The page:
In 2014, I was offered the chance to make a film based on the taped conversations between Alfred Hitchcock and François Truffaut that became the basis of Truffaut’s indispensable book about Hitchcock, and I jumped at it. I transcribed all 27 hours of their conversations myself, which was thrilling. As for the films, I’d been deep into Hitchcock’s work since I was 13. So were my sons. When they were children, they loved North By Northwest so much that we re-enacted set-ups in a series of Polaroids we took around the Plaza Hotel and the UN. A little later, my older son figured out where Manny Balastrero lived in Queens and guided the three of us out there.

As luck would have it, my friend Bruce Goldstein—the world’s greatest film programmer—showed the complete works of Hitchcock and Truffaut at Film Forum here in New York right around the time I was researching. I’d seen pretty much everything but had saved a few titles—The Manxman, for instance, which is now my favorite of his silents. I also revisited a lot of films, including Hitchcock’s first sound film and the first one made in England, Blackmail, which I hadn’t seen in years—it’s one of seven Hitchcock titles that The Film Foundation has helped to restore. The Czech actress Anny Ondra starred in both The Manxman and Blackmail, made back to back, and she mouthed all of her dialogue as the actress Joan Barry spoke it into a microphone just off-camera—live dubbing! The use of voices and sound effects as rhythmic stops or counterpoints to enhance the emotions between the characters is absolutely stunning.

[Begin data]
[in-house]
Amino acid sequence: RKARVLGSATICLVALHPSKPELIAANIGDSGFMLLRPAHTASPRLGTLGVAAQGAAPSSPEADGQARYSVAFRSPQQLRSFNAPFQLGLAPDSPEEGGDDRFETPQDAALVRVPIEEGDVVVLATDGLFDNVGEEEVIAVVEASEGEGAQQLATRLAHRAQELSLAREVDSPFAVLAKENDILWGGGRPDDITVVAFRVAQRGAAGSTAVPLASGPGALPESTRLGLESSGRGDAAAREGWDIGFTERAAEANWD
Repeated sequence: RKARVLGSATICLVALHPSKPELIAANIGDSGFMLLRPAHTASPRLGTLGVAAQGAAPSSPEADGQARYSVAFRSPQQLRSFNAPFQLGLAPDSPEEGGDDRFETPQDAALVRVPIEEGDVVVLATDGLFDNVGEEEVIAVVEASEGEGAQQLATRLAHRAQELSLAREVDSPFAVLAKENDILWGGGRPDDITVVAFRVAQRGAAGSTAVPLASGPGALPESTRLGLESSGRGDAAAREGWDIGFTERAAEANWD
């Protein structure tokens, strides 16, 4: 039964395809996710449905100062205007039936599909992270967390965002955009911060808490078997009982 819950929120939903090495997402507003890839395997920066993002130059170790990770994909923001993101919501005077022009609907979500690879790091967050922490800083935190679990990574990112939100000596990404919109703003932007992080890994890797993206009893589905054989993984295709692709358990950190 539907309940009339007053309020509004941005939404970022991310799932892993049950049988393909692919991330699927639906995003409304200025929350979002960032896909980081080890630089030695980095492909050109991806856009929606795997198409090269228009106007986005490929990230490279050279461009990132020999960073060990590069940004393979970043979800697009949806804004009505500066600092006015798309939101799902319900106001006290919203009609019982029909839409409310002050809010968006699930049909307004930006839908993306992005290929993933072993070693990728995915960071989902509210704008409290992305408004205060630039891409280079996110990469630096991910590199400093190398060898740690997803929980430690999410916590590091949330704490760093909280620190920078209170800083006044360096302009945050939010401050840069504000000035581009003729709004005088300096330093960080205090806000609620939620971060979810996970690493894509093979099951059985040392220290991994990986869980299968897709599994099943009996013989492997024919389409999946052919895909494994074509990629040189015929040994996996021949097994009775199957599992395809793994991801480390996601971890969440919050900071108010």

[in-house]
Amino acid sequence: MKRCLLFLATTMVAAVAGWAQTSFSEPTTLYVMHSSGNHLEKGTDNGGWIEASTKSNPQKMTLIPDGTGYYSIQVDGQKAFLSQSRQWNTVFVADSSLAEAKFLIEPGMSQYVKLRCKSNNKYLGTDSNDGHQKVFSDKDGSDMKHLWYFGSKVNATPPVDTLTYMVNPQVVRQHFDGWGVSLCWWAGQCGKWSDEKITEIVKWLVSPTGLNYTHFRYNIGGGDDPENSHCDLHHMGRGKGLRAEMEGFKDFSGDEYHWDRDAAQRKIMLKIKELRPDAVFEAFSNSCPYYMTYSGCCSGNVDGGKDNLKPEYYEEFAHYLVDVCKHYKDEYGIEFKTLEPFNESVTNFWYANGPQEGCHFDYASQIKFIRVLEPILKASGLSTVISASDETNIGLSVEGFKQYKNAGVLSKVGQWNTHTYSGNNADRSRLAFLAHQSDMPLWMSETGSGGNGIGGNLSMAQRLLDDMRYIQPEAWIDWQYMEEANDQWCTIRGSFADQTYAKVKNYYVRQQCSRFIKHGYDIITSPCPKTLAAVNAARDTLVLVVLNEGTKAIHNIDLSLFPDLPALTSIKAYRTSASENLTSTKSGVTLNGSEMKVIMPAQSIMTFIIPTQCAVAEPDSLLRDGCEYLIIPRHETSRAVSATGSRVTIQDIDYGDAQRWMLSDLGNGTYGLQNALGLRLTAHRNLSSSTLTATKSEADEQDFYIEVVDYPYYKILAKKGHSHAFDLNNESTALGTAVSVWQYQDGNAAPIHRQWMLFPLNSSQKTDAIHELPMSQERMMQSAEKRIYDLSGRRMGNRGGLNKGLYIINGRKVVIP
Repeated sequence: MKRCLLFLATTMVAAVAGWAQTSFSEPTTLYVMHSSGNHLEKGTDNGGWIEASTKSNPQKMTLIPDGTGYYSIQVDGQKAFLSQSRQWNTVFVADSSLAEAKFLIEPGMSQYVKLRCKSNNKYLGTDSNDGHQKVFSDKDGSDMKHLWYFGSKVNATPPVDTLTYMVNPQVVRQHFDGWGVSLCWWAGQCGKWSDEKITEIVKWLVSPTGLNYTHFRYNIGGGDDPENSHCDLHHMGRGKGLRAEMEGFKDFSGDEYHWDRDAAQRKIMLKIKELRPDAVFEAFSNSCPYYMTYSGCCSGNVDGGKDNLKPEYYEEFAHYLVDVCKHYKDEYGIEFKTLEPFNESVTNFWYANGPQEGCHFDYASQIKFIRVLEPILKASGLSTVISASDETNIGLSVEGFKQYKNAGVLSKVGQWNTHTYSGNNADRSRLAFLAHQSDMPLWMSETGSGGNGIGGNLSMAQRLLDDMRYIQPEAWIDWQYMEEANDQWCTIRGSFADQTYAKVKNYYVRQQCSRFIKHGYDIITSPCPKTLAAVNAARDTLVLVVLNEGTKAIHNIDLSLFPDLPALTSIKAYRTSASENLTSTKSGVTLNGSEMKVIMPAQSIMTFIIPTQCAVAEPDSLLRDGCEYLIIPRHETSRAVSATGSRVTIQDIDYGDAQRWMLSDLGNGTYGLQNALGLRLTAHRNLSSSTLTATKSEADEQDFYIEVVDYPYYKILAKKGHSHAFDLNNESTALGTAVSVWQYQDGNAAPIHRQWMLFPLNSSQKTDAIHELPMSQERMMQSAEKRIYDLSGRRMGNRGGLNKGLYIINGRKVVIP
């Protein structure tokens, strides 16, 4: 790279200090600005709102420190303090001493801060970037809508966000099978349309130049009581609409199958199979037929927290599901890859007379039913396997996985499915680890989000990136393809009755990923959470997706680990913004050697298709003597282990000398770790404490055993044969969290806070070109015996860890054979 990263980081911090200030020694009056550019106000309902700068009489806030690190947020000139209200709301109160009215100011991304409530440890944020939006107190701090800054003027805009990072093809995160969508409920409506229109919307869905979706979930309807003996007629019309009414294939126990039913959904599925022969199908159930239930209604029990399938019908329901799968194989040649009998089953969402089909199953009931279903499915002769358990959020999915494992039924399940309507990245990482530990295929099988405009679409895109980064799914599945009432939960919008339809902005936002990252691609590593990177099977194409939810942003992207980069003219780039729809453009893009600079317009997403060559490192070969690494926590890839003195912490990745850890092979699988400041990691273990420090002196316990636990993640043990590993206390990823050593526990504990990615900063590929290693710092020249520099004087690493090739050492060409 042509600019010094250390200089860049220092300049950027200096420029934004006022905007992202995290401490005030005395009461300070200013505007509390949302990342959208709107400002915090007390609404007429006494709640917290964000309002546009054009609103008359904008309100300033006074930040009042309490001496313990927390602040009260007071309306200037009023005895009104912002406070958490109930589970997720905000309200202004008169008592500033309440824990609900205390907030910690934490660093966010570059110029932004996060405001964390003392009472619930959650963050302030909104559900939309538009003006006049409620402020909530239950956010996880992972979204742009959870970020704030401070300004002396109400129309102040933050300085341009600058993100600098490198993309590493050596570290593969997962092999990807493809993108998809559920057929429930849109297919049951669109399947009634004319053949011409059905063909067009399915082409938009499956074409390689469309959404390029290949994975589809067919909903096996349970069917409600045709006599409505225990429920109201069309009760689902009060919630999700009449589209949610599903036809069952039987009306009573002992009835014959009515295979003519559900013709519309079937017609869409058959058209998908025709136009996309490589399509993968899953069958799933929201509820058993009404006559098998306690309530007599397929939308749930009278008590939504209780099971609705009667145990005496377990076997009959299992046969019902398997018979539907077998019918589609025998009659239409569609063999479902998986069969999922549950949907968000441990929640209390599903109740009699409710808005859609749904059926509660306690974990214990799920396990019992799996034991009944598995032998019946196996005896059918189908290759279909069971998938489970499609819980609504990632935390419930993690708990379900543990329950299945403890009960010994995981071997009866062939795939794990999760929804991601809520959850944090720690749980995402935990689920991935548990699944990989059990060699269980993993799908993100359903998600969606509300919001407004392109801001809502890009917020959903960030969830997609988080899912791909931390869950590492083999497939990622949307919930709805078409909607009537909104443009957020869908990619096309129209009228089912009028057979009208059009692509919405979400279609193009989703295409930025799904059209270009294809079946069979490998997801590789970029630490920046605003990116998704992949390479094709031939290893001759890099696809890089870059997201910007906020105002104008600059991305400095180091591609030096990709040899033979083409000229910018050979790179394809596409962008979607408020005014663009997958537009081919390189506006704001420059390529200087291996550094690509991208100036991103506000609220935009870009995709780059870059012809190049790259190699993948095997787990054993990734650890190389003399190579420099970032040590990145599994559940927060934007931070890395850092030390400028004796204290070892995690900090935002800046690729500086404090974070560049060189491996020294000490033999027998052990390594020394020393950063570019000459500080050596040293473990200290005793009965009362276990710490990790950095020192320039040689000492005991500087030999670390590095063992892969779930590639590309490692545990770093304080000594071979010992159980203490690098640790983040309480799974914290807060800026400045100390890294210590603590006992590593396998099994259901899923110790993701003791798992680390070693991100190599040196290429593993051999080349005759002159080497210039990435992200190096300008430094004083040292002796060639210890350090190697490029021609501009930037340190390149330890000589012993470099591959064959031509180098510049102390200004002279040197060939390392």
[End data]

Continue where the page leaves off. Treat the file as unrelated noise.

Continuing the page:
In reference to Blackmail, Hitchcock told Truffaut that there was “only one thing missing in the silent pictures, and that was sound coming out of the people’s mouths and sound coming from the streets. But it didn’t warrant the big change that sound brought in… there was no need to abandon the technique of the pure motion picture the way it was abandoned when sound came in.” And he added: “So many of the films made today are photographs of people talking.” The final remark is crucial, because his creativity with sound is as true of Notorious or Rear Window or Frenzy as it is of Blackmail. Truffaut recognized this understanding of the art form as the very secret of cinema, practiced by the directors who began during the silent era and passed on by example to future generations. There are many reasons that so many of Hitchcock’s films seem, as Bob Dylan said of the first Carter Family recording of “Wildwood Flower,” as fresh as a daisy. His consideration of sound as an ever-dynamic and expressive element, as opposed to a delivery system, is one of the most important.

- Kent Jones

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BLACKMAIL (1929, d. Alfred Hitchcock)
Restored by the BFI National Archive. Principal restoration funding provided by The Hollywood Foreign Press Association and The Film Foundation. Additional funding provided by Deluxe 142, Col & Karen Needham and the Dr Mortimer & Theresa Sackler Foundation.


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